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Physiology, Autonomic Nervous System

Editor: Lacey Whited Updated: 5/1/2023 6:40:16 PM

The autonomic nervous system (ANS) is made up of pathways of neurons that control various organ systems inside the body, using many diverse chemicals and signals to maintain homeostasis. It divides into the sympathetic and parasympathetic systems. The sympathetic component is better known as “fight or flight” and the parasympathetic component as “rest and digest.” It functions without conscious control throughout the lifespan of an organism to control cardiac muscle, smooth muscle, and exocrine and endocrine glands, which in turn regulate blood pressure, urination, bowel movements, and thermoregulation.[1]

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The autonomic nervous system is composed of many cells that perform a diverse set of functions. The sympathetic nervous system contains cell bodies that lie within the lateral gray column of the spinal cord running from T1 to L2. These neurons are known as preganglionic neurons and travel to ganglia, where they synapse and activate nicotinic receptors on postganglionic neurons using acetylcholine. The postganglionic neurons then travel to the target site and release norepinephrine to activate adrenergic receptors.

The parasympathetic nervous system is comprised of a cranial portion, consisting of cranial nerves III, VII, IX, and X and pelvic splanchnic nerves that exit from S2 to S4. The organization of the parasympathetic nerves is similar to the sympathetic nervous system, as preganglionic fibers synapse on postganglionic fibers, which then innervate target sites. A notable difference is that the preganglionic nerve fibers synapse on ganglia that are close to or embedded within their respective target sites, resulting in short postganglionic neurons.[2]

Like many other areas of the nervous system, the autonomic nervous system forms through the migration of neural crest cells. Migration occurs primarily in dorsolateral and ventromedial directions. The ventromedial migration forms the cells that will become the ANS. Growth factors are involved in this process to orchestrate the migration and growth of axons, and current belief is that these factors stimulate the release of neurotransmitters, which then stimulates the release of more growth factors.[3]

The autonomic nervous system exerts influence over the organ systems of the body to upregulate and downregulate various functions. The two aspects of the ANS operate as opposing functions that act to achieve homeostasis. This next section will discuss this in terms of its divisions, the sympathetic and parasympathetic nervous systems.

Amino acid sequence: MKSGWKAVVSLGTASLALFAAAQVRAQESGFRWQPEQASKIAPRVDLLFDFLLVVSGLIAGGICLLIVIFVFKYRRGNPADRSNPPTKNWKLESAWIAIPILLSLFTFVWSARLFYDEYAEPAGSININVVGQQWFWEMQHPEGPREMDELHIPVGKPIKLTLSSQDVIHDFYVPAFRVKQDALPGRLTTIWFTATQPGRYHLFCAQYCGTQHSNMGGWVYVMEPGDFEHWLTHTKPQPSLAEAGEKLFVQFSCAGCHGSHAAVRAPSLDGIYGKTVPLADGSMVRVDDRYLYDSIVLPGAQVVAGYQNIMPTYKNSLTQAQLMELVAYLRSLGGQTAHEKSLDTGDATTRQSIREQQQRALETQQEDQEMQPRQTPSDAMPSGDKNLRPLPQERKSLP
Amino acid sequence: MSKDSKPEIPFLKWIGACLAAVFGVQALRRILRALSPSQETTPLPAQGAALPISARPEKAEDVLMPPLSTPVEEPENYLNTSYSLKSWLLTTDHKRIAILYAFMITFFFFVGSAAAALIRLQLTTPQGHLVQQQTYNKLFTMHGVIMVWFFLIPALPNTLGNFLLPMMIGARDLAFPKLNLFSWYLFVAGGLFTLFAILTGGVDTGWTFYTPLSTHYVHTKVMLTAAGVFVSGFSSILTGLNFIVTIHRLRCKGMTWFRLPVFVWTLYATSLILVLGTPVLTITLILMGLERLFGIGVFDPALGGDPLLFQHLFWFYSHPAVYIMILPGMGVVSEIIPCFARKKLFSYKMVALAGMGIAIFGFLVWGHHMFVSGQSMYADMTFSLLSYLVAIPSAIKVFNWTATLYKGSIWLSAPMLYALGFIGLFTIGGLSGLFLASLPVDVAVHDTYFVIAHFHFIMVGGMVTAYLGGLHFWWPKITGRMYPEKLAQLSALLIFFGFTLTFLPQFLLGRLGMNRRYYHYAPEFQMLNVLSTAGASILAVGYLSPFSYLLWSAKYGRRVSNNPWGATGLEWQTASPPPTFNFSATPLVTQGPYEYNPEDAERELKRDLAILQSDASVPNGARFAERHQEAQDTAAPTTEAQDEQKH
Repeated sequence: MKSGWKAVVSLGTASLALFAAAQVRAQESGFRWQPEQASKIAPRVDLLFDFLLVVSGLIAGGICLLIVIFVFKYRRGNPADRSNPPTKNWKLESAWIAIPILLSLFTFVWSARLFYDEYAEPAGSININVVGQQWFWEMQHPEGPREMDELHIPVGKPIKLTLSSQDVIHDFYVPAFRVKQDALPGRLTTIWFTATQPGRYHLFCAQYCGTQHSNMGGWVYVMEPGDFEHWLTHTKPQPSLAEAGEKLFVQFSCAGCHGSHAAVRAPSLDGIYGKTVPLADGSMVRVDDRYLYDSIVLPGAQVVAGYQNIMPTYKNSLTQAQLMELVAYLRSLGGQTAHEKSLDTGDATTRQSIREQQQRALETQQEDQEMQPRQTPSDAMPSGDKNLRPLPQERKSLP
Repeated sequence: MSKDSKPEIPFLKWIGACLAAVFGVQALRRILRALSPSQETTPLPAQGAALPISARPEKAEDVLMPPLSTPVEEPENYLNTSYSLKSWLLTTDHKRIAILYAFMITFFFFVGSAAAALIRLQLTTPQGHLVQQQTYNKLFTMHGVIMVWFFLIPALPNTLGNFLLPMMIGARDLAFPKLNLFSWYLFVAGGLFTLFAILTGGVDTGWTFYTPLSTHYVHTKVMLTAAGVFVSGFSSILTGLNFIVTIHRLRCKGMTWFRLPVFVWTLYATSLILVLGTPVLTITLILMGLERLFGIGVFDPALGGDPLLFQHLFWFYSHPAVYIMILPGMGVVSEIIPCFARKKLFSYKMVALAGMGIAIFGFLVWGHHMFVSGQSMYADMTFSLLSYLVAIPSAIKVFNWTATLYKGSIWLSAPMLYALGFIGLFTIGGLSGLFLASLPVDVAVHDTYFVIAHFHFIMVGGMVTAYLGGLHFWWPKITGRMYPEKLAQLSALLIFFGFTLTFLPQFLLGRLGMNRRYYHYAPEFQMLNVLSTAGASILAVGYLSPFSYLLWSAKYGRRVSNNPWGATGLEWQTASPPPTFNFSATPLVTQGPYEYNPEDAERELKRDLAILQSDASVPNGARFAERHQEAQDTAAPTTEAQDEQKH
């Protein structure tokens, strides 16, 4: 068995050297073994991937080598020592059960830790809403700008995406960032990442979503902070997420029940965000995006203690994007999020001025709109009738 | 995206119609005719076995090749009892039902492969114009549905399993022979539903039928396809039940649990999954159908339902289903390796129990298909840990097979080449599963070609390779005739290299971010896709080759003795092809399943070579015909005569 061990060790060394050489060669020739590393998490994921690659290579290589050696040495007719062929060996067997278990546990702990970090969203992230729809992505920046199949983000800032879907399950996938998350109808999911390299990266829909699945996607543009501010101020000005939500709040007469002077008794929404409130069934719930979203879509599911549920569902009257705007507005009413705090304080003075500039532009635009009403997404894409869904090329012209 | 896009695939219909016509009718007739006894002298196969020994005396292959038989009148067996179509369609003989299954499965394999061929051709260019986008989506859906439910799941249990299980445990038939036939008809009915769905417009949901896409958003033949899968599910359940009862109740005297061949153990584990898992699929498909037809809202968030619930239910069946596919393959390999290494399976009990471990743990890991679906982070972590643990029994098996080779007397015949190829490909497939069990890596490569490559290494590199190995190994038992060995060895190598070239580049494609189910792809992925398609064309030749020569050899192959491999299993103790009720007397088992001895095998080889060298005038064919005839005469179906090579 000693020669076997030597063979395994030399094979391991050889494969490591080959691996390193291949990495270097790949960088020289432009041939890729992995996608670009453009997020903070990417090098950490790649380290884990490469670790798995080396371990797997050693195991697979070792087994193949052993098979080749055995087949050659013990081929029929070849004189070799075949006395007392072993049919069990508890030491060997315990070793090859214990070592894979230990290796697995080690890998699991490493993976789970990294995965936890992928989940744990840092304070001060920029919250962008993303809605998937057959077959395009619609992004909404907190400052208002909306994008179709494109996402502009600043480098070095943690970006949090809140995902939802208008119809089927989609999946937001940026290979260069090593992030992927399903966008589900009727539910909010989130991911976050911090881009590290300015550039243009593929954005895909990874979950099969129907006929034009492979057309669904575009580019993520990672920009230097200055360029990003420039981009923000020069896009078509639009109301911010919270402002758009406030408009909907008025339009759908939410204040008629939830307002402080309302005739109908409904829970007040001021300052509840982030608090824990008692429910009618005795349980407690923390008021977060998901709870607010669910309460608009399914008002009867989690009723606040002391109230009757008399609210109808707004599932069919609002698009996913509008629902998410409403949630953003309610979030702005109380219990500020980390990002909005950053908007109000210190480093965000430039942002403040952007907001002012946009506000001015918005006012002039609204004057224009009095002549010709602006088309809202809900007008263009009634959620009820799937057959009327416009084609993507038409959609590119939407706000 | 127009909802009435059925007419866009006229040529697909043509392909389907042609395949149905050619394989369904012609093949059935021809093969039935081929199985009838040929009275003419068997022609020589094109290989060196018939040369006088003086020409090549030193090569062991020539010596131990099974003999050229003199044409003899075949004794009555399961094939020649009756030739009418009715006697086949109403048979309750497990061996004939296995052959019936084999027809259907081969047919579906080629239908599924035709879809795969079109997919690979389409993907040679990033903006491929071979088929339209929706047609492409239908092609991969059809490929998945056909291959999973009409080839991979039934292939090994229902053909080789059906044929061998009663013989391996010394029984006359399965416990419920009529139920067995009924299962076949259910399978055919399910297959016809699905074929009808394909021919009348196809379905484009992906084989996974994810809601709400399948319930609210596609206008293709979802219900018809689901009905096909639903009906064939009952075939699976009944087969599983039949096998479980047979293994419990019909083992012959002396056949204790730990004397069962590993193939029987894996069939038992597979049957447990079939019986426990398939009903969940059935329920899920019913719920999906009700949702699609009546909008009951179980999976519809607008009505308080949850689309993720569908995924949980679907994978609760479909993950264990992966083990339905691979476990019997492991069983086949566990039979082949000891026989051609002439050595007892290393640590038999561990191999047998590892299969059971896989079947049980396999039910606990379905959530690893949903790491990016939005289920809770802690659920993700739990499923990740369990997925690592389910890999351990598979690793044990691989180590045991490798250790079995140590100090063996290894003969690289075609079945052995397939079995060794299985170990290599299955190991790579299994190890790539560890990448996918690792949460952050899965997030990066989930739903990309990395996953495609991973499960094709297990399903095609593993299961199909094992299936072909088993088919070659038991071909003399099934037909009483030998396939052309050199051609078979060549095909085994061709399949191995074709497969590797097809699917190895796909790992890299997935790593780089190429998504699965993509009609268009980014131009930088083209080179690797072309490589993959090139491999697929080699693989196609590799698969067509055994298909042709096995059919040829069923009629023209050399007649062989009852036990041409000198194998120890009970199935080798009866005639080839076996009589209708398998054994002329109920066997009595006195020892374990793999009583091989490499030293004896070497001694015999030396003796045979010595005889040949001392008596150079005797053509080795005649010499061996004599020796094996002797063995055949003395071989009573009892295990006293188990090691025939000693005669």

The sympathetic nervous system, also known as the “fight or flight” system, increases energy expenditure and inhibits digestion. The following changes take place on activation of the sympathetic nervous system:

  • Heart rate and cardiac muscle contractility increase
  • The ciliary muscle relaxes, and the pupil becomes dilated for the betterment of far vision.
  • Bronchodilation of the lungs
  • Decreased GI motility
  • Decreased urine output
  • Relaxation of the detrusor muscle of the bladder and contraction of urethral sphincters
  • Increased secretions from sweat glands
  • Increased blood flow to muscles because of relaxation of arterioles
  • Dilation of coronary arteries
  • Constriction of large arteries and large veins
  • Increased metabolism
  • Increased glucose production and mobilization by the liver
  • Increased lipolysis within fat tissue, ejaculation
  • Suppression of the immune system

These changes function to increase movement and strength. Stressful situations that threaten survival, exercise, or the moments just before wakening are just a few examples of increases in sympathetic nervous system activity.[4]

The parasympathetic nervous system, also known as “rest and digest,” can be thought of as functioning in opposition to the sympathetic nervous system. Its functions include:

  • A decrease in heart rate and contractility of cardiac muscle
  • Constriction of the ciliary muscle and the pupil for near vision
  • Increased secretion by lacrimal glands and salivary glands
  • Increased gut motility, bronchoconstriction of the lungs
  • Contraction of the detrusor muscle with the relaxation of urethral sphincters
  • Glycogen synthesis by the liver
  • Swelling of the clitoris and erection of the penis
  • Activation of the immune system